Review: The Oakley DRT5 MTB Helmet is All About Vision

Photo: Hannah Morvay.

At Interbike last year I looked at the new Oakley mountain bike helmet, and was intrigued for a few reasons.

One: It’s a mountain bike helmet made by Oakley, a performance vision brand. Mountain bikers don’t need any introduction to Oakley glasses, however the brand hasn’t released any other MTB products in some time.

Two: The DRT5 has a few features I’ve never seen on a helmet before, like a grooved, rubber sweat guard on the brow, and clips that hold your glasses on your skull when they’re not over your eyes.

And three: It’s a great looking helmet.

Although I was intrigued, I was a little skeptical about some of the features and thus, I needed to try it out.


  • Polycarbonate shell
  • EPS protective foam
  • MIPS equipped
  • Boa dial for an exact fit
  • “Landing zone” sunglass storage
  • Adjustable visor
  • Silicone gel sweat guard
  • MSRP: $200 (available at evo)

On the trail

The DRT5 is compatible with all sunglasses, not just Oakleys.

I received the DRT5 helmet just in time to take it to Moab. Although it was springtime, and not sweltering heat and melt-your-face-off Moab, it’s hard not to sweat pedaling up and over slickrock, making Moab a great testing ground for the sweat guard.

The helmet’s fit is adjustable in a few ways: the liner moves up and down for the proper height, and there is a Boa dial at the bottom rear of the helmet. Plus, the buckles on the helmet straps are adjustable too.

I found a snug fit with the Boa turned clockwise. Although it feels like there’s some movement on your head, it actually just seems like the MIPS is more active on the DRT5 than other helmets I’ve worn. It’s a little easier to get the shell to move around, but if you keep an index finger on the brow of the helmet, the internal pieces and liner stay put.

Maybe that’s because there’s minimal padding inside the helmet and the MIPS liner sits against your dome.

The DRT5 has plentiful venting. (Can I call that ventiful?) I count 13 large vents that let a good amount of air inside. There’s also a couple of air channels in the brow that let air slip in between your forehead and the helmet.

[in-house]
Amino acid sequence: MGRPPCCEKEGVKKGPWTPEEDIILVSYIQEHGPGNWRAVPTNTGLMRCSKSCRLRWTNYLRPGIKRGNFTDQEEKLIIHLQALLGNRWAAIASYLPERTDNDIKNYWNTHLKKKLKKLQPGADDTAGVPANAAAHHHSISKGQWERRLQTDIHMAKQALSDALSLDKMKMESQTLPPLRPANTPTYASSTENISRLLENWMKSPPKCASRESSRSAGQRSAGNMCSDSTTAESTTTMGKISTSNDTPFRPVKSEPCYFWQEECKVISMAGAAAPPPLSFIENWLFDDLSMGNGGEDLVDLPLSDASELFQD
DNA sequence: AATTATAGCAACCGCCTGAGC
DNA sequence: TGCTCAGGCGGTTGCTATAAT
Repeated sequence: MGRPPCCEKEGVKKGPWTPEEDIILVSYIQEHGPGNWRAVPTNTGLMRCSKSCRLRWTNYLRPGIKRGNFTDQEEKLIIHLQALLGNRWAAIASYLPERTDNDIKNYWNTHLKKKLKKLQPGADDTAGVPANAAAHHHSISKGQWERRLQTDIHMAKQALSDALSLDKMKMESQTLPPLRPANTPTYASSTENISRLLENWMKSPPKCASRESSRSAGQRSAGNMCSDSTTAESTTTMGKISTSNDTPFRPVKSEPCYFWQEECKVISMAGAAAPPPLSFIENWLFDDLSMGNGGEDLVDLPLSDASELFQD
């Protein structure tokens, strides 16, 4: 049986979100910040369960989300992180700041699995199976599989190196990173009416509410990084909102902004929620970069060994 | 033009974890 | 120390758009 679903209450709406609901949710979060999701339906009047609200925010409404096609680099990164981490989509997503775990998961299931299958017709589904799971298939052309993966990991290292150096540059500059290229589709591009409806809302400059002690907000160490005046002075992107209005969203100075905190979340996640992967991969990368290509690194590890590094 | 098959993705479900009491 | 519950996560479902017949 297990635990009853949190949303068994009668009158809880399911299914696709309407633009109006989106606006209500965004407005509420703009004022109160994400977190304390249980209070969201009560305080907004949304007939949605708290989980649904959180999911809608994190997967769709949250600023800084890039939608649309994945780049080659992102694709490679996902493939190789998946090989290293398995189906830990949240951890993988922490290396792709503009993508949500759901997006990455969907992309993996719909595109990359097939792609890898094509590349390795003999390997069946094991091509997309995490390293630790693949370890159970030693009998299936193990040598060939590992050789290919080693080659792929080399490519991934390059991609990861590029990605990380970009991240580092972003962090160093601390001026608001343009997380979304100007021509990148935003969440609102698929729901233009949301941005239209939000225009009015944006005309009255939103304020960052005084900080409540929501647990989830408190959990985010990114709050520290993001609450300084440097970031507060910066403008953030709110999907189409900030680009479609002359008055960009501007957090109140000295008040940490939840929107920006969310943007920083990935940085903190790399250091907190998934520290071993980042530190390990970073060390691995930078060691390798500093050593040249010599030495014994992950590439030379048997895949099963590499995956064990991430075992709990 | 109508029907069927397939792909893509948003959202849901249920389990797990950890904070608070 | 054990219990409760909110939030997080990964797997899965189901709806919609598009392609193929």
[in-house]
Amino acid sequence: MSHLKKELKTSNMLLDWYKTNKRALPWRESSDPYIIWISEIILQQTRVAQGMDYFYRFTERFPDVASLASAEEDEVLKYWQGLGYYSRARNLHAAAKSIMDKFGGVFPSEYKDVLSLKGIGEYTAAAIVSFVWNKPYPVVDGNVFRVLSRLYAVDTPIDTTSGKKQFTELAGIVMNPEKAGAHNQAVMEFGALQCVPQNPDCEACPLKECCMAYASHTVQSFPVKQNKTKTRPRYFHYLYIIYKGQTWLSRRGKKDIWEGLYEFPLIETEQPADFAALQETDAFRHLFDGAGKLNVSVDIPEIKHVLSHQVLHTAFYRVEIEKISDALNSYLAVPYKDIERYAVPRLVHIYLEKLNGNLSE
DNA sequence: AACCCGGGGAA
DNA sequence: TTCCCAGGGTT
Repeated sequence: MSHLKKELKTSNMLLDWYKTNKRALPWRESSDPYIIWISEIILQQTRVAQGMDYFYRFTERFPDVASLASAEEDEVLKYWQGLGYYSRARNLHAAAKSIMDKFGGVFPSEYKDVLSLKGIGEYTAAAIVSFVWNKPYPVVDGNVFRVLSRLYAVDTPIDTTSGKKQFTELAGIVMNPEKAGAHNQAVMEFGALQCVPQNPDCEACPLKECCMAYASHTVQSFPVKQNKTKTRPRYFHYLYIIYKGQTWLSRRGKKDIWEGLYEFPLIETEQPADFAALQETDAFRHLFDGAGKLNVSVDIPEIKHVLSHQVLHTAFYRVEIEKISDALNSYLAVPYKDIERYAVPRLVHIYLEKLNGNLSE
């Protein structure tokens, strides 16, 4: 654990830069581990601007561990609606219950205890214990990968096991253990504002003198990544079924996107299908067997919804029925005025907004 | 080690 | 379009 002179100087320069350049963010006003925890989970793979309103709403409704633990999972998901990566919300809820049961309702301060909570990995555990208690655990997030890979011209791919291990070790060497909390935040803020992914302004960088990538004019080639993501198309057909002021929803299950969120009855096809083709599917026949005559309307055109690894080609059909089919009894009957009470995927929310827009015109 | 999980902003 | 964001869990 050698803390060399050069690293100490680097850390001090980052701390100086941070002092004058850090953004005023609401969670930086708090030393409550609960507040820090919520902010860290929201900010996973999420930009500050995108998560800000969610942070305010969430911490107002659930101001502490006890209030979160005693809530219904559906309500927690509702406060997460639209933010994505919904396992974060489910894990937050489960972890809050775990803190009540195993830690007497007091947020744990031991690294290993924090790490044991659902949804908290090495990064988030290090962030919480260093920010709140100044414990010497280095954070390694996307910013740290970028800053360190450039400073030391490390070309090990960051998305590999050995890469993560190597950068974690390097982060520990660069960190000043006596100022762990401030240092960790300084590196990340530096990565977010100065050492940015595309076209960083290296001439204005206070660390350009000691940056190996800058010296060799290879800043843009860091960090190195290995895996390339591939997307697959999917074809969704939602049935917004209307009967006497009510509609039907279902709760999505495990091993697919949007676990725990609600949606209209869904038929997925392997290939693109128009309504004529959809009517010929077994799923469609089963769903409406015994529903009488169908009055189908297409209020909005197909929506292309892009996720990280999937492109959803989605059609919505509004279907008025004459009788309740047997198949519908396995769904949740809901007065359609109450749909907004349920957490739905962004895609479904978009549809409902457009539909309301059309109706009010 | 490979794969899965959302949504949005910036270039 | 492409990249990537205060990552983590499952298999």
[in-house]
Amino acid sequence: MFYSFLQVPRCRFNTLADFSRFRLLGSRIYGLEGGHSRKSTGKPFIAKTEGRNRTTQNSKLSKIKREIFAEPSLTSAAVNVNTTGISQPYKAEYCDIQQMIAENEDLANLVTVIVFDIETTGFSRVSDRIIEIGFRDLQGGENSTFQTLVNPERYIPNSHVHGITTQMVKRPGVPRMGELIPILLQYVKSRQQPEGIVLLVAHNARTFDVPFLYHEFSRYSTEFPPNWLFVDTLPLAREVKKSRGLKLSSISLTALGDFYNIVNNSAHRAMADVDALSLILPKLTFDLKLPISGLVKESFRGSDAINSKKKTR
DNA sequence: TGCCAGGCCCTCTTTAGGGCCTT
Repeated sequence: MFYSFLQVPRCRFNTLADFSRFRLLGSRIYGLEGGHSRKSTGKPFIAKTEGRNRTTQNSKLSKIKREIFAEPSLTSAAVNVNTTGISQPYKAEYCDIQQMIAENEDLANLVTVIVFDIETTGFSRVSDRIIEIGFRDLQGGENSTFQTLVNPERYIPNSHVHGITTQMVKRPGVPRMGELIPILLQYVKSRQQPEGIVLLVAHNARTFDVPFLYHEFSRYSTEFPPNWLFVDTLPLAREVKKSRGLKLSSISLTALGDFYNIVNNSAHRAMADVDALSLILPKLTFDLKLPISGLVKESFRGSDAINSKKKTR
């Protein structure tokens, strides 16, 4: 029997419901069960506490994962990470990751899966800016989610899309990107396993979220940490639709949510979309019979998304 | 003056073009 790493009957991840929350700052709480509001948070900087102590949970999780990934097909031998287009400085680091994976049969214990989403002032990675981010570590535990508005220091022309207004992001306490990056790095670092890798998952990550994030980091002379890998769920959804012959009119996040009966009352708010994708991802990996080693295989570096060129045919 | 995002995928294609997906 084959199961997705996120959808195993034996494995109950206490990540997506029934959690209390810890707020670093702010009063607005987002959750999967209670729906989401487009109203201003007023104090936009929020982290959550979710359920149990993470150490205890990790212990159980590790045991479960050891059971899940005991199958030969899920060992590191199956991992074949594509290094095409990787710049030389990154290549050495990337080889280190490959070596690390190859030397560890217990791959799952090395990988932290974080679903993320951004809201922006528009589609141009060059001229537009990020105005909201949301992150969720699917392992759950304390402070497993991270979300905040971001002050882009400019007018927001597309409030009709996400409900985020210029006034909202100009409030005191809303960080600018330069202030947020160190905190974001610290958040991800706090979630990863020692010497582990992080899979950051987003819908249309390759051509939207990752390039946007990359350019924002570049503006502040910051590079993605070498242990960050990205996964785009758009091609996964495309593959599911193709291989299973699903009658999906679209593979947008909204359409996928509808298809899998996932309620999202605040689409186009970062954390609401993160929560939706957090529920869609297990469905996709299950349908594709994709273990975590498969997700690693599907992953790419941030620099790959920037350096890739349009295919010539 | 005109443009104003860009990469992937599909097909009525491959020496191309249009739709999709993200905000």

Although there is a lot of venting, I didn’t feel like it got any more airflow than other helmets I’ve worn. I wouldn’t say that the comfort is any better than other helmets I’ve experienced either. Previously, I wore a Troy Lee Designs A1 MIPS, and though I’d say the DRT5 venting is similar, the TLD helmet is more comfortable.

In contrast, the TLD helmet always left me with red marks on my forehead, signaling to whoever saw me after I took it off, that I just came from a ride at White Ranch or a lobotomist.

Without the foam pads in the DRT5 and just the sweat guard, I don’t get those big ol’ red marks on my forehead, at not least as bad as other helmets, so I guess there’s a trade-off for everything.

I’m happy to report that I like the sunglasses clips, er- Landing Zone, more than I thought I would. When I popped in and out of the bike shop, or shuttled in Moab, I just threw my sunglasses on the clips in the back and grabbed them off when I needed. The clips keep sunglasses from straying and they don’t budge after a good shaking.

The grooved silicone sweat guard.

My favorite feature on the DRT5, though? The sweat guard. It’s comfortable and it actually works. On all of my rides with the helmet, I’ve felt sweat forming on my forehead, but the sweat never made it past my brow or near my eyes. Again, vision is paramount with this helmet.

Usually, on long rides with other helmets, I stop and push the helmet to my forehead with my palm and watch sweat stream from above onto the ground. I don’t know if that’s best described as satisfying or gross, but it’s one way to get the moisture out of your pads.

Photo: Hannah Morvay.

Since the DRT5 doesn’t have a bunch of foam pads to collect sweat, the sweat mostly collects in your hair. That’s OK with me, because I always shower after a ride, but I don’t always wash my helmet.

Photo: Hannah Morvay.

Lastly, I really dig the look of the helmet. Oakley nailed it. The DRT5 has a low profile and a militaristic look to it — at least in the olive drab green one I’ve got, which is enhanced by the camo print under the helmet’s brow.

Final word

Photo: Hannah Morvay.

For me, the Oakley DRT5 isn’t the most comfortable or well-vented helmet I’ve ever worn. But, it’s one of the best looking helmets I’ve seen in a while and the stand-out features like the sweat guard and Landing Zone actually work. For $200, it’s not a cheap buy, but the quality is definitely there.

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